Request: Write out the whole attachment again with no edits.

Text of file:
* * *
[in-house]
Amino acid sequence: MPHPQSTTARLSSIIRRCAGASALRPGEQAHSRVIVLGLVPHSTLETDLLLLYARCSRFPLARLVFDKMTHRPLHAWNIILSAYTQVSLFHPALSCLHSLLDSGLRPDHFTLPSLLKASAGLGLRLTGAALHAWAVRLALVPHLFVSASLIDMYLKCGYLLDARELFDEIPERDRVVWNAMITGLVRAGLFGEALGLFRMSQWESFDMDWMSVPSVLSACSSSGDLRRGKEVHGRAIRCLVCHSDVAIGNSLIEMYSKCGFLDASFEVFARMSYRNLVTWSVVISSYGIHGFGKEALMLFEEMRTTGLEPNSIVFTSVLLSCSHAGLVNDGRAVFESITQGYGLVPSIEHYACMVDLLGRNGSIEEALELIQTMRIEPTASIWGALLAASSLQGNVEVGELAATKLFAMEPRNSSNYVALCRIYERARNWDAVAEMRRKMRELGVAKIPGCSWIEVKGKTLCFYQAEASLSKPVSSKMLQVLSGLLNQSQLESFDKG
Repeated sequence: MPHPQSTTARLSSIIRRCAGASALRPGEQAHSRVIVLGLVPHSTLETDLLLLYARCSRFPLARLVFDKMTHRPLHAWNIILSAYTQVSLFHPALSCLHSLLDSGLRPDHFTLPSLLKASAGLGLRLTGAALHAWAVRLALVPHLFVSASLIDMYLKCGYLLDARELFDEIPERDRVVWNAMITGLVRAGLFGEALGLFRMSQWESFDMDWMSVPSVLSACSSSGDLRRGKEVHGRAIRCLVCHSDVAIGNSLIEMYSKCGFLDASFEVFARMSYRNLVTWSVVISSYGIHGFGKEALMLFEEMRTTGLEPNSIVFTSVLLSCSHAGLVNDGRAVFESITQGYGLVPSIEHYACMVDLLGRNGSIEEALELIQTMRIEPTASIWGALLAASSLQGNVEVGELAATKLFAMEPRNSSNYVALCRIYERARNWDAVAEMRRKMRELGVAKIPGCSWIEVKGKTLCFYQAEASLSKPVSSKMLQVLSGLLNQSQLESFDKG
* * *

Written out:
[in-house]
Amino acid sequence: MPHPQSTTARLSSIIRRCAGASALRPGEQAHSRVIVLGLVPHSTLETDLLLLYARCSRFPLARLVFDKMTHRPLHAWNIILSAYTQVSLFHPALSCLHSLLDSGLRPDHFTLPSLLKASAGLGLRLTGAALHAWAVRLALVPHLFVSASLIDMYLKCGYLLDARELFDEIPERDRVVWNAMITGLVRAGLFGEALGLFRMSQWESFDMDWMSVPSVLSACSSSGDLRRGKEVHGRAIRCLVCHSDVAIGNSLIEMYSKCGFLDASFEVFARMSYRNLVTWSVVISSYGIHGFGKEALMLFEEMRTTGLEPNSIVFTSVLLSCSHAGLVNDGRAVFESITQGYGLVPSIEHYACMVDLLGRNGSIEEALELIQTMRIEPTASIWGALLAASSLQGNVEVGELAATKLFAMEPRNSSNYVALCRIYERARNWDAVAEMRRKMRELGVAKIPGCSWIEVKGKTLCFYQAEASLSKPVSSKMLQVLSGLLNQSQLESFDKG
Repeated sequence: MPHPQSTTARLSSIIRRCAGASALRPGEQAHSRVIVLGLVPHSTLETDLLLLYARCSRFPLARLVFDKMTHRPLHAWNIILSAYTQVSLFHPALSCLHSLLDSGLRPDHFTLPSLLKASAGLGLRLTGAALHAWAVRLALVPHLFVSASLIDMYLKCGYLLDARELFDEIPERDRVVWNAMITGLVRAGLFGEALGLFRMSQWESFDMDWMSVPSVLSACSSSGDLRRGKEVHGRAIRCLVCHSDVAIGNSLIEMYSKCGFLDASFEVFARMSYRNLVTWSVVISSYGIHGFGKEALMLFEEMRTTGLEPNSIVFTSVLLSCSHAGLVNDGRAVFESITQGYGLVPSIEHYACMVDLLGRNGSIEEALELIQTMRIEPTASIWGALLAASSLQGNVEVGELAATKLFAMEPRNSSNYVALCRIYERARNWDAVAEMRRKMRELGVAKIPGCSWIEVKGKTLCFYQAEASLSKPVSSKMLQVLSGLLNQSQLESFDKG